Will Lyft and Uber be able to beat the rest of the market? Are they the fast growing tech companies that will see double digit gains? who knows?
If you ask me, probably not. When buying stock, always think the growth potential.
If you are speaking of the O'Connor v. Uber case, the judges have ruled in favor of Uber, where drivers were deemed as contractors rather than employees.
Remember that these decisions are a state-level discussion so how these decisions affect will depend on where you reside. Also, it's worth noting that there will always be appeals and different cases around this topic, so it will be very fluid for a while.
I would be careful about jumping into these law firms' discussions. I don't think there are any harm in speaking to them, but make sure to do your own due diligence, especially if they are looking for a cut of the settlement. Often, you are entitled to a settlement directly from Uber.
There may be an overlap with this one. It's a good thread.
Must have something to do with how the IPO is expected to be a dud. It's shaping up that way, at least.
Uber's IPO may not be as eye-popping as we expected.
Uber’s IPO outlook takes a $50 billion hit
Did you know an airport makes $19 per passenger for its usage? Yep. $19 out of your fare goes to them.
Airports do make a lot of money off airport usage fees. Providence Airport tried to charged Uber $6.00 earlier this year.
This is according to Uber, so let's take it with a grain of salt.
If anything, it does show their commitment in making this successful.
I am a rider. I try to tip 15 to 20%, like I used to with taxis.
I also try to keep in mind to tip more for shorter trips because drivers get screwed on those. I know that's a bit counterintuitive because we pay the most on those short trips due to the booking fee, but the majority of that goes to Uber.
If it's a real short trip, just walk. That's my opinion.
You can put the same mechanisms in place that prevents drivers from cheating. Jsut like driving a passenger.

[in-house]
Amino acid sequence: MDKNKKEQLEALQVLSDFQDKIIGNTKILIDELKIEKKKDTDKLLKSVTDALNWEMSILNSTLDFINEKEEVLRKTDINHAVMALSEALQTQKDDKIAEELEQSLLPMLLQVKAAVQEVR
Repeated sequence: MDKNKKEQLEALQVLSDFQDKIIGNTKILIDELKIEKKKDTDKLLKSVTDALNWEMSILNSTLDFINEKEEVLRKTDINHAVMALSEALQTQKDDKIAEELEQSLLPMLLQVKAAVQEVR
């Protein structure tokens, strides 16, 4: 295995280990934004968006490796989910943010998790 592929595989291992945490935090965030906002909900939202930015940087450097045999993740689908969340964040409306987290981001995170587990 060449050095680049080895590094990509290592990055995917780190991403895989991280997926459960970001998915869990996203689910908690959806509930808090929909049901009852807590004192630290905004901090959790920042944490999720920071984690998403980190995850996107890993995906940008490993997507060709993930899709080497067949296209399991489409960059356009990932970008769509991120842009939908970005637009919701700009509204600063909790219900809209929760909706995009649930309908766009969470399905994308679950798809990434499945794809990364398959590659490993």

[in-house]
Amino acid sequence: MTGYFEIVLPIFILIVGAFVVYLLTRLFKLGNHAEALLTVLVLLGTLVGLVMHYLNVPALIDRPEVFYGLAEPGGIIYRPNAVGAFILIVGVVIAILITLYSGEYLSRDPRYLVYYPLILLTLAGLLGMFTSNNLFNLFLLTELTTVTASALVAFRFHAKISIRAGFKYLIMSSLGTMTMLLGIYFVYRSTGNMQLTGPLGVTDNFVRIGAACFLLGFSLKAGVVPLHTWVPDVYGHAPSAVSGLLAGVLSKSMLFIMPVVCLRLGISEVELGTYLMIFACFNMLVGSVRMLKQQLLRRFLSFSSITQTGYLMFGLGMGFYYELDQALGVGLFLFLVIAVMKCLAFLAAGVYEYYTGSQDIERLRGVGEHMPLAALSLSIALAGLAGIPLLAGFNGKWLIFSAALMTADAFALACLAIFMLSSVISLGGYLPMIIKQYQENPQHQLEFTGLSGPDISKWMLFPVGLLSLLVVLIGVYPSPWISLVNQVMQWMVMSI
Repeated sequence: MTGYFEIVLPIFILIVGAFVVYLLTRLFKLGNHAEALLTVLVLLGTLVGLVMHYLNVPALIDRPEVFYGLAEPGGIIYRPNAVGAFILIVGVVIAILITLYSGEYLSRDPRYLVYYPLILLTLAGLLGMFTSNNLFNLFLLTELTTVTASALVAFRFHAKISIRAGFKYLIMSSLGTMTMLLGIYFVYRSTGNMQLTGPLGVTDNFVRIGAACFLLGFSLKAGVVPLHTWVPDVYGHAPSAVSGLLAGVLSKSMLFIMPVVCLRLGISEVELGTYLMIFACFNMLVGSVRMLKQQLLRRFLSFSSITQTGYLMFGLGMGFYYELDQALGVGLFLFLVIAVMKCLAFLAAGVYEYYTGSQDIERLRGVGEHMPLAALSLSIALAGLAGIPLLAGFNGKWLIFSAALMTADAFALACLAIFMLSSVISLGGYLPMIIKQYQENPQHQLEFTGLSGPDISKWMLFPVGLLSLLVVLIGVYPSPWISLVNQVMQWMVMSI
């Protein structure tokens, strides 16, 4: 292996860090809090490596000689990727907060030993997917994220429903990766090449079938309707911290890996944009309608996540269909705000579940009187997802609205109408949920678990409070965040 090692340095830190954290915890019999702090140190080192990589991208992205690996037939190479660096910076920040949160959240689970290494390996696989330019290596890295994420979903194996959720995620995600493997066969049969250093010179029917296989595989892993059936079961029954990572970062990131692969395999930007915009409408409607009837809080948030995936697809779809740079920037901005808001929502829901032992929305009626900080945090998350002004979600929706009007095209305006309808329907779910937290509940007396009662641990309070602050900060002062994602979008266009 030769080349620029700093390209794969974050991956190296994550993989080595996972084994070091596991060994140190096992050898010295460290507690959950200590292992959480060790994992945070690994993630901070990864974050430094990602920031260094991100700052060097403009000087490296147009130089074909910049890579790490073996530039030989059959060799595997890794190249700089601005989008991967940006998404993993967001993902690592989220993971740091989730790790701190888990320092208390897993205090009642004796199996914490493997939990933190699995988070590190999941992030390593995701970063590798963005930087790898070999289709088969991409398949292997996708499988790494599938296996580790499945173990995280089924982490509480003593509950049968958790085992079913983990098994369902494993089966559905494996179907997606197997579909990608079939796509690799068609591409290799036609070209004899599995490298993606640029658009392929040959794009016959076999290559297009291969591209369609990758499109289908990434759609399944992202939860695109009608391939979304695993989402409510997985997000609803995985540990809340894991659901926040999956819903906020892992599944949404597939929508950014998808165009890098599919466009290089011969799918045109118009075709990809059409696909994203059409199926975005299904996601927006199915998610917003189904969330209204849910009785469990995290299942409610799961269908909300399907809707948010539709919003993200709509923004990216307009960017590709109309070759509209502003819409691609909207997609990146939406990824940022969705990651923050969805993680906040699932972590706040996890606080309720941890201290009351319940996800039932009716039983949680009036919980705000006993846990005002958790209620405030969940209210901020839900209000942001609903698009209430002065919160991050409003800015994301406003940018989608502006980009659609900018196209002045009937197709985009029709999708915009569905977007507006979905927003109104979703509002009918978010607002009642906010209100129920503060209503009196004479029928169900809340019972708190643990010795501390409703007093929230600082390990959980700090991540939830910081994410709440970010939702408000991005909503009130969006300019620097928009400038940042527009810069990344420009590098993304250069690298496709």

From which point? Interesting question. I feel like Uber can build a logic around it. Like, the app would ask right after anothe fare, "Samantha is asking for her phone at location ABC. Would you like to drive there now?"
Then if you say, "no", it'll ask you later.
At which point you accept that, that's when the ride starts, and Samantha also gets a notification on her Uber app.
"When I talked to the drivers, they described how Uber kept fares in a perfectly engineered sweet spot: just high enough for them to justify driving, but just low enough that not much more than their gas and maintenance expenses were covered."
"...manipulate bonuses so that drivers could be “tricked” into working longer hours. Laughing, they compared the drivers to animals: “You need to dangle the carrot right in front of their face.”
Not that I have heard of. I think this business concept is still being proven out by businesses and enterpreneurs, and it will be a while before it gets rolled out to cities outside of the test markets. (e.g. San Francisco, Chicago, LA, Boston, etc.)
I feel as though there is definitely need and demand, but I feel there are lots of hurdles in making it successful.
I did the same exact plan in LA in 2016 before I purchased a car for UberX. I assume what you are considering is similar. It was like $210 a week for rental but they waive that if you reach 75 trips within a week. I remember it including mileage, standard maintenance, liability coverge, etc.
My advice? I don't know the deal now in Seattle, but make sure to look at the fineprints. There are clauses like: